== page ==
Voice activity detection
Voice activity detection (VAD), also known as speech activity detection or speech detection, is a technique used in speech processing in which the presence or absence of human speech is detected. The main uses of VAD are in speech coding and speech recognition. It can facilitate speech processing, and can also be used to deactivate some processes during non-speech section of an audio session: it can avoid unnecessary coding/transmission of silence packets in Voice over Internet Protocol applications, saving on computation and on network bandwidth.
VAD is an important enabling technology for a variety of speech-based applications. Therefore various VAD algorithms have been developed that provide varying features and compromises between latency, sensitivity, accuracy and computational cost. Some VAD algorithms also provide further analysis, for example whether the speech is voiced, unvoiced or sustained. Voice activity detection is usually language independent.
Noise suppression aims to improve speech quality by using various algorithms. The objective of enhancement is improvement in intelligibility and/or overall perceptual quality of degraded speech signal using audio signal processing techniques.
Enhancing of speech degraded by noise, or noise reduction, is the most important field of noise suppression, and used for many applications such as mobile phones, VoIP, teleconferencing systems, speech recognition, and hearing aids.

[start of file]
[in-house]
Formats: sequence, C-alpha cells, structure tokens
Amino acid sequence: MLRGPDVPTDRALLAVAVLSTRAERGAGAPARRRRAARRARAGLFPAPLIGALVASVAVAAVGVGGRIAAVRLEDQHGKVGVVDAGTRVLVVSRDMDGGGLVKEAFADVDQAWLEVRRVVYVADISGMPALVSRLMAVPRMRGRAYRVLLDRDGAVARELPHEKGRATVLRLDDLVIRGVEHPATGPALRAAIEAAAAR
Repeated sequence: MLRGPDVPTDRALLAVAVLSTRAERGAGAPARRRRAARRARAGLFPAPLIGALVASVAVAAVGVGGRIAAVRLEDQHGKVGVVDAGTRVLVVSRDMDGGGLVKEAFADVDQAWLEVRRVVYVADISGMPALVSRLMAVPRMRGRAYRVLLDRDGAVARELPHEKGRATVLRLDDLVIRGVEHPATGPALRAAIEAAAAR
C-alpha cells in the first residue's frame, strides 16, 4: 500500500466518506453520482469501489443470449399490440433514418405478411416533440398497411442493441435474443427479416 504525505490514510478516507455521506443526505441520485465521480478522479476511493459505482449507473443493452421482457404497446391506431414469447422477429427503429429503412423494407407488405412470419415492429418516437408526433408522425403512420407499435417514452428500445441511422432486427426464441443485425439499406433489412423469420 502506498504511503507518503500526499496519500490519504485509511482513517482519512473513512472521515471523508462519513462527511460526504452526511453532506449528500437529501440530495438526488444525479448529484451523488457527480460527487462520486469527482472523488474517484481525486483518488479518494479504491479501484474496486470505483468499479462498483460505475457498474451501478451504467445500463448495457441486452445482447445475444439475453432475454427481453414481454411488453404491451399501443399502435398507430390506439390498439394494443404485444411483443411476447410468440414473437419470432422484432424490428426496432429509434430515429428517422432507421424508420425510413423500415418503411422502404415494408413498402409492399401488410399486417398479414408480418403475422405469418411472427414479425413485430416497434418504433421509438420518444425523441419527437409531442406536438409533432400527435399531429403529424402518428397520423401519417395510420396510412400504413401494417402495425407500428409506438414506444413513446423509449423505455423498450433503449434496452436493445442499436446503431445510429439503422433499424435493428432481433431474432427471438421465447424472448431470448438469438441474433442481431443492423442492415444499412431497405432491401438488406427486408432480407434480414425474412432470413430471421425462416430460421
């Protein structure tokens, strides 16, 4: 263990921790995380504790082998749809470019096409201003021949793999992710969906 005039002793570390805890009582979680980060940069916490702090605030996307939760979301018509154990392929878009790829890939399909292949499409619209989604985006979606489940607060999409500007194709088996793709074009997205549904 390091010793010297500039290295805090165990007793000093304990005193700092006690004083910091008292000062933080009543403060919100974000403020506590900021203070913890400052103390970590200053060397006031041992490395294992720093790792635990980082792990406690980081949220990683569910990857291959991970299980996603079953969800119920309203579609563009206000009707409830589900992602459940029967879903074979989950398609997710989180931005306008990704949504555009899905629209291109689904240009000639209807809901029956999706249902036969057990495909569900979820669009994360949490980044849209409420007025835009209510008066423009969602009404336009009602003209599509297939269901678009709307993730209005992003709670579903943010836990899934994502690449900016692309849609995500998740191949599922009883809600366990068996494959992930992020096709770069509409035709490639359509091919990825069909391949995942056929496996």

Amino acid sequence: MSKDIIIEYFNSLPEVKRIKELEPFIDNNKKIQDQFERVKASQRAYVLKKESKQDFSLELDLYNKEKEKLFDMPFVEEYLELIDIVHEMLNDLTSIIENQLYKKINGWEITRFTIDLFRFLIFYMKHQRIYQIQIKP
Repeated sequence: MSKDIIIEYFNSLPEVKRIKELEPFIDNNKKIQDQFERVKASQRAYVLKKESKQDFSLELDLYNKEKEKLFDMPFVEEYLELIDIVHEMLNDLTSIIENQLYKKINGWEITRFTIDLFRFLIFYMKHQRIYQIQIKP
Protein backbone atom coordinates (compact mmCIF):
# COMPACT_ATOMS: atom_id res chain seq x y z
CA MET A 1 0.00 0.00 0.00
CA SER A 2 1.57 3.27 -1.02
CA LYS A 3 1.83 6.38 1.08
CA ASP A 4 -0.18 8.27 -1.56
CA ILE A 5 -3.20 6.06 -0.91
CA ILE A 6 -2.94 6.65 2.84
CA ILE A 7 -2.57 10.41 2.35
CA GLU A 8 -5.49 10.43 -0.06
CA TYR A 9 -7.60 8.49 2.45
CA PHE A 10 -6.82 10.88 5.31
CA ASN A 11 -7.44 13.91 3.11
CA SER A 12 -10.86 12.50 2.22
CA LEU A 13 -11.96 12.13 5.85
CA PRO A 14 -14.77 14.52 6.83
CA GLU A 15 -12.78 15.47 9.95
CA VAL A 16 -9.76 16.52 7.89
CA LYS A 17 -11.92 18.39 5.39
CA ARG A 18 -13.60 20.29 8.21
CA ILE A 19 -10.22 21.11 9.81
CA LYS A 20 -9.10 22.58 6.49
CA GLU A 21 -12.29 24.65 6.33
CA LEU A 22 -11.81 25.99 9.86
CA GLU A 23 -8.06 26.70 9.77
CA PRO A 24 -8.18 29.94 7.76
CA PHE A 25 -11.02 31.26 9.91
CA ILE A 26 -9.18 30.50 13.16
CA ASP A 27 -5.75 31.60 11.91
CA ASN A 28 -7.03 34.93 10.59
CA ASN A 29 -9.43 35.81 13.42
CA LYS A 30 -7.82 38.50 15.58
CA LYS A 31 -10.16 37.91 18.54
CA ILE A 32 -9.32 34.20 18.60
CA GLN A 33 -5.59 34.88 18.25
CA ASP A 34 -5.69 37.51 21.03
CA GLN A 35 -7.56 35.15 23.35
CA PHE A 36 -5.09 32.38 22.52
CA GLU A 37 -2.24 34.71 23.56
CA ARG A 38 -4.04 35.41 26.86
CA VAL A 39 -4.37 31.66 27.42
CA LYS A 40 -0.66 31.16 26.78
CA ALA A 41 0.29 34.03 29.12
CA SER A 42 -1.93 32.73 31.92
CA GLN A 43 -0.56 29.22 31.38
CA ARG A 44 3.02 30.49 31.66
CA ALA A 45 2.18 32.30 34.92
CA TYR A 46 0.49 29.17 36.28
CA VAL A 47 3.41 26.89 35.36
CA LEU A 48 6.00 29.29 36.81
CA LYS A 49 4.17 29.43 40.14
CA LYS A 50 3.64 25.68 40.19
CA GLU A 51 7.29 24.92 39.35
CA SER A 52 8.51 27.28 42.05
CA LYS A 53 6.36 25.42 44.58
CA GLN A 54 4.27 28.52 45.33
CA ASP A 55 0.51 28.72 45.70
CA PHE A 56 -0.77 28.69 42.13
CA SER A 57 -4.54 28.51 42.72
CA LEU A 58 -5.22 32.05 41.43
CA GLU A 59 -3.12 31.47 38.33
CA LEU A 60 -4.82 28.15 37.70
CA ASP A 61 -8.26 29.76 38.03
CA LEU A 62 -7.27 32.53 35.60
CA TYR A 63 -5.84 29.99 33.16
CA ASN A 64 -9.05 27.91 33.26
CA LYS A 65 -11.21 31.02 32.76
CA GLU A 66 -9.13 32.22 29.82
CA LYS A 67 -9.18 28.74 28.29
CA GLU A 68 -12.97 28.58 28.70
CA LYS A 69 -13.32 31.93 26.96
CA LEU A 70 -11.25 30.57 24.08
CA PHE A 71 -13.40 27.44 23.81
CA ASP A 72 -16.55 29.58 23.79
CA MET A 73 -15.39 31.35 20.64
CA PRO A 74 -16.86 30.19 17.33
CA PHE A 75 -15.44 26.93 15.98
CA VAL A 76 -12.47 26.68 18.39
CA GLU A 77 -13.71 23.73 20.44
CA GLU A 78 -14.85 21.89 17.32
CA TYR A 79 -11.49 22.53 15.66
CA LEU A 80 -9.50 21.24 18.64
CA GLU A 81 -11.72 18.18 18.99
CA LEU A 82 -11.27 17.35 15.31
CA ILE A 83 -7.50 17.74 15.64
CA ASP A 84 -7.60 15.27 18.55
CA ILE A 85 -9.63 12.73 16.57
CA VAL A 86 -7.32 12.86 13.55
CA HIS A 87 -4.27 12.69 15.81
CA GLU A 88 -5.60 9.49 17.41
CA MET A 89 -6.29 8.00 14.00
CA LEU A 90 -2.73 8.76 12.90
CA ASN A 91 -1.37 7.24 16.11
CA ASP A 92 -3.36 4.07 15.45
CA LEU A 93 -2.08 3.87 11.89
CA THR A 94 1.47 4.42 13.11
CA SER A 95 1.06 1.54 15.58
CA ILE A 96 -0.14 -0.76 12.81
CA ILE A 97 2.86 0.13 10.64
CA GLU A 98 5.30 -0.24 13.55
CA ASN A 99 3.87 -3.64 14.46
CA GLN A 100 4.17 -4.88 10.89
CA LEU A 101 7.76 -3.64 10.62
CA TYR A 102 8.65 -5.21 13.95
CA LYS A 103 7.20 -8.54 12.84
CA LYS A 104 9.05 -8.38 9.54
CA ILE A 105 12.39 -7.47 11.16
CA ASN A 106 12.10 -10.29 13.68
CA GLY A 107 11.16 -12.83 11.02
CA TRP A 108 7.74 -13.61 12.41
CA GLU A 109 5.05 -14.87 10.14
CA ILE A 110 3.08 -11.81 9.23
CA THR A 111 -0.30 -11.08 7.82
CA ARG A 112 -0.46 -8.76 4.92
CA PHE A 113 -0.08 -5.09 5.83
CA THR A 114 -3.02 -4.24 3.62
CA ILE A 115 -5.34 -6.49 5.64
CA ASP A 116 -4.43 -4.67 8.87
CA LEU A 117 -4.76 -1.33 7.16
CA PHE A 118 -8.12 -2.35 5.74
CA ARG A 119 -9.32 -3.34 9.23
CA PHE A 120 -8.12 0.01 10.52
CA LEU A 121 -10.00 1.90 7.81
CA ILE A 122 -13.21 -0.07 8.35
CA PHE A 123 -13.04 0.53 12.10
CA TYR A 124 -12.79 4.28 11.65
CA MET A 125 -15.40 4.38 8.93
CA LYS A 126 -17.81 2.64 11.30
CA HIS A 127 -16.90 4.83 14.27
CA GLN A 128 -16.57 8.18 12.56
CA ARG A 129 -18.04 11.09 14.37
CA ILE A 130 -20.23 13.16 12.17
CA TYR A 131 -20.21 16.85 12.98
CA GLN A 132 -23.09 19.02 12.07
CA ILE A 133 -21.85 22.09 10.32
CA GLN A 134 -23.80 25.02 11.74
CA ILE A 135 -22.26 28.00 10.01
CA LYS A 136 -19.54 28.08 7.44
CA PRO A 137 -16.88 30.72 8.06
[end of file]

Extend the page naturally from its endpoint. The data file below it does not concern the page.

Adaptive feedback cancellation is a common method of cancelling audio feedback in a variety of electro-acoustic systems such as digital hearing aids. The time varying acoustic feedback leakage paths can only be eliminated with adaptive feedback cancellation. When an electro-acoustic system with an adaptive feedback canceller is presented with a correlated input signal, a recurrent distortion artifact, entrainment is generated. There is a difference between the system identification and feedback cancellation.
Adaptive feedback cancellation has its application in echo cancellation. The error between the desired and the actual output is taken and given as feedback to the adaptive processor for adjusting its coefficients to minimize the error.
In hearing aids, feedback arises when a part of the receiver (loudspeaker) signal is captured by the hearing aid microphone(s), gets amplified in the device and starts to loop around through the system. When feedback occurs, it results in a disturbingly loud tonal signal. Feedback is more likely to occur when the hearing aid volume is increased, when the hearing aid fitting is not in its proper position or when the hearing aid is brought close to a reflecting surface (e.g. when using a mobile phone). Adaptive feedback cancellation algorithms are techniques that estimate the transmission path between loudspeaker and microphone(s). This estimate is then used to implement a neutralizing electronic feedback path that suppresses the tonal feedback signal.